Vasectomy is the most common form of male contraception in this country. Each year, about half a million men in the United States who want to practice reliable birth control without placing the burden on their female partners undergo this relatively simple surgical procedure.

Vasectomy is the clinical term given to the process of dividing the tubes that deliver sperm from the testes. A typical vasectomy is done on an outpatient basis. The procedure typically takes about 30 minutes and involves minimal surgery. Generally, the patient heals quickly with relatively few complications or failures and no discernible negative impact on sexual performance.

What a Vasectomy Does and Does Not Do

In a vasectomy, the physician cuts and ties off the ends of the vas deferens. This prevents sperm from mixing with the seminal fluid. Although the testes will continue to produce sperm, they can no longer pass through the vas deferens. Instead, they die and are absorbed into the body.

Because semen consists of about 95% seminal fluid, there is virtually no discernible difference in the ejaculate. Similarly, because the testes continue to produce the male hormone testosterone, which is absorbed into the bloodstream, the procedure also has no effect on a man’s sex drive.

“No-Scalpel” Vasectomy

In recent years, many physicians have adopted a new surgical technique called “no-scalpel” vasectomy. This technique often results in less swelling and pain than the traditional method. The “no-scalpel” procedure is similar to a traditional vasectomy in many respects, but it is done without incisions or stitches. Once the anesthetic takes effect, the physician makes one puncture in the scrotum with a pointed clamp. Each of the two vas deferens are cut and tied. Compared to the conventional vasectomy, the “no-scalpel” approach is slightly quicker (about 10 to 20 minutes), causes less postoperative discomfort and lower incidences of bleeding or infection.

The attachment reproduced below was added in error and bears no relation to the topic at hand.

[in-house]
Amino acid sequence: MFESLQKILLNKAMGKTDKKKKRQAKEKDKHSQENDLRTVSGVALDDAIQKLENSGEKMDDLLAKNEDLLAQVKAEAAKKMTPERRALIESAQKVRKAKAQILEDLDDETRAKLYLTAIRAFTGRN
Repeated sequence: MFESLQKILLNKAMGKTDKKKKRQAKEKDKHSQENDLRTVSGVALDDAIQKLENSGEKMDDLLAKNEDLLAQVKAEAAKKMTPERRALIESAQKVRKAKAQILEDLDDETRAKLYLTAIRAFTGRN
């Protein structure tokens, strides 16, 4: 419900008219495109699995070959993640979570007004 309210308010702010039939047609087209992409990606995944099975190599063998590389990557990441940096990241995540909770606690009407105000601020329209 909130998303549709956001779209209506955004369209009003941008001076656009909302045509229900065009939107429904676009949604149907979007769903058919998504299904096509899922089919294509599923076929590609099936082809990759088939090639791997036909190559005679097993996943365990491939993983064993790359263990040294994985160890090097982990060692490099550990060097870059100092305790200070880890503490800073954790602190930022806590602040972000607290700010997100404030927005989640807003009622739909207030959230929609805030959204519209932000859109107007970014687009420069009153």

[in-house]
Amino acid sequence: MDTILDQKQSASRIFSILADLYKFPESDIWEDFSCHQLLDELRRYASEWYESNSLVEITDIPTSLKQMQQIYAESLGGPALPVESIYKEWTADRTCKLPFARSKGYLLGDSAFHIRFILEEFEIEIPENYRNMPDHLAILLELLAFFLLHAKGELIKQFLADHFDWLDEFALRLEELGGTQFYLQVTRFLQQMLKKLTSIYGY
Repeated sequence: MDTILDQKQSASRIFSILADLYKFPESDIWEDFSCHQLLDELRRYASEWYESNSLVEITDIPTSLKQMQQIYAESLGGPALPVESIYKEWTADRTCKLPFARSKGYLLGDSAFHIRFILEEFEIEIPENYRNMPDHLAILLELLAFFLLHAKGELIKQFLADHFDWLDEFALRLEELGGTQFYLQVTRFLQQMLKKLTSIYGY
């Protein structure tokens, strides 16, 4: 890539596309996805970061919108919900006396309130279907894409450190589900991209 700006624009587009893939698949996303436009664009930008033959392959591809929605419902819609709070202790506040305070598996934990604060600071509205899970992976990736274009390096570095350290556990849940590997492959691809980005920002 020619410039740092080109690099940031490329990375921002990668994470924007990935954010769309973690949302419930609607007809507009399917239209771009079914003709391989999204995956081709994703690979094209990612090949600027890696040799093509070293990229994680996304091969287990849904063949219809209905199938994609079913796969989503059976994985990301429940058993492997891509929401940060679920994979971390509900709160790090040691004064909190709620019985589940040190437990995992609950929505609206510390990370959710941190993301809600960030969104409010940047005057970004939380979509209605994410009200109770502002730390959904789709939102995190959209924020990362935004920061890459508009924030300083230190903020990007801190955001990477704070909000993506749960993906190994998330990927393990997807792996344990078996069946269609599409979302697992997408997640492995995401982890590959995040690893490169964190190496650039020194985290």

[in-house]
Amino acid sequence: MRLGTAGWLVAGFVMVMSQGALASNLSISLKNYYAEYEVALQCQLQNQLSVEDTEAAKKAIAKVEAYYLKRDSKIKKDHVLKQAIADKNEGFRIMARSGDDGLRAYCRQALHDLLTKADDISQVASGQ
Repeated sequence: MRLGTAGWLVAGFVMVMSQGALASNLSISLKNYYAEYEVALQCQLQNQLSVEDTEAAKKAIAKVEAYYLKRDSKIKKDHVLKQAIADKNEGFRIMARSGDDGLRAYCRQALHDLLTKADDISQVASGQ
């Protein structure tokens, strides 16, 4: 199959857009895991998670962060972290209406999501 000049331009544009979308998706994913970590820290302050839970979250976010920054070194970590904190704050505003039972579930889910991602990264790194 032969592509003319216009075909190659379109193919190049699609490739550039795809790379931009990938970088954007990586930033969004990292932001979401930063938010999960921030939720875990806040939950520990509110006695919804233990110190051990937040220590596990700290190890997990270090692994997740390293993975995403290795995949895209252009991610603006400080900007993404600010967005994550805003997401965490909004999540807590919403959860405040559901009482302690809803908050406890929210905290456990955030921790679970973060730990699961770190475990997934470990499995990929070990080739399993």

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It is important for the patient to realize that the vasectomy does not produce instant sterilization. A substantial amount of sperm still remain in the prostate and vas deferens above the portion that was removed. In most men, it takes from 10 to 14 ejaculations over the next 2 months or so before a sperm count of zero is reached. The patient typically is asked to produce a semen sample for analysis about 6 weeks after the procedure. Until then, another form of reliable birth control should be practiced. Physicians typically consider the procedure successful when the patient produces two consecutive negative sperm samples, taken 2 weeks apart.

In rare cases, patients continue to show sperm in their samples for up to a year after the procedure. This may be the result of poor sperm migration out of the vas deferens or it may indicate that the severed ends of the vas deferens have reattached themselves to one another, a condition called recanalization. The only solution to this problem is a repeat vasectomy.

Vasectomy and Prostate Cancer

In recent years, a controversy has been reported in some medical journals, suggesting that men who undergo a vasectomy may face an increased risk of prostate cancer many years later. Other studies have failed to confirm this and the research which initially suggested a connection between vasectomy and prostate cancer contained few details to explain the mechanism by which such cancer might result. At present, the hypothesis can only be said to remain unproven.

Nevertheless, as a precaution, the American Urological Association (AUA) recommends men over age 40 who have had a vasectomy more than 20 years previously should have an annual test for prostate cancer called a PSA. This is precisely the same recommendation the AUA and the American Cancer Society makes for all men age 50 to 70.